OSCQR – Standard #13

OSCQR – Standard #13

Frequently used technology tools are easily accessed. Any tools not being utilized are removed from the course menu.

Review These Explanations

Findability refers to the ease with which users can find and access specific information on a website. In an online course, findability is key as learners need to be able to quickly locate resources that they are required to use on a regular basis.

Learners reported much lower levels of efficiency and motivation within online courses with low findability (Simunich, Robins, & Kelly 2015). When required to spend extra time sorting through links to unrelated course tools, learners become frustrated and sidetracked.

When faced with a large variety of LMS tools, it is important for course developers and faculty to select the tools that learners will be using most frequently, and make prominent links to those tools.

If resources or tools are no longer being used in the course, be sure to remove associated links from any course menus. Learners rely on consistent navigation cues (established menus, etc.), however a link to a tool that they no longer need can be considered a distraction in the course.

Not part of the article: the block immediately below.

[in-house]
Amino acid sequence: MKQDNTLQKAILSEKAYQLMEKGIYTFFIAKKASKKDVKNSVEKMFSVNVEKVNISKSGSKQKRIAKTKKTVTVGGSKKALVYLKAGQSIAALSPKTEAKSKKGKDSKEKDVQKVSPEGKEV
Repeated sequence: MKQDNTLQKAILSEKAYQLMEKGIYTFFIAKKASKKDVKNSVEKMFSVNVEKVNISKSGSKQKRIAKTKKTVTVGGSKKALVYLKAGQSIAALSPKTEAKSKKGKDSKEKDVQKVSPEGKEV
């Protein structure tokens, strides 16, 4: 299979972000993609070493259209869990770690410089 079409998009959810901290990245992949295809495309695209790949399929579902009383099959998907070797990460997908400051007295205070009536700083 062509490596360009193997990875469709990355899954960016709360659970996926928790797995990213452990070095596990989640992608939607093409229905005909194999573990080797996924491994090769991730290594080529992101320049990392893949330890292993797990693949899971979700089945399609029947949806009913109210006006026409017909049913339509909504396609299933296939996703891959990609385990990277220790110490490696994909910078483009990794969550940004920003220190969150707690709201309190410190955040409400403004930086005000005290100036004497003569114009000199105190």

Simunich, B., Robins, D. B., & Kelly, V. (2015). The Impact of Findability on Student Motivation, Self-Efficacy, and Perceptions of Online Course Quality. American Journal of Distance Education, 29(3), 174-185.

Refresh Your Course with These Ideas

General Suggestions

  • Establish a routine of checking course links when launching a new week or module.
  • Use the learner preview mode on a regular basis to check on what the learners are seeing, and explore their findability experience yourself.
  • Create a survey for your learners at the beginning of the course to get feedback on the available links to tools in the course, and their findability value.
  • If you have created a course scavenger hunt or syllabus quiz, go through it yourself to see if all course links to tools are appropriate, up to date, and easily findable.

Explore Related Resources

Fisher, E. A., and V. H. Wright. 2010. Improving online course design through usability testing. Journal of Online Learning and Teaching 6 (1): 228–245. Irizarry, R. 2002.
Morville, P. 2005. Ambient findability. Sebastopol, CA: O’Reilly.

Share What You Know

OSCQR has been developed by a community of online practitioners interested in quality course design. There are numerous opportunities for community members to offer suggestions, donate resources, and help with future development.

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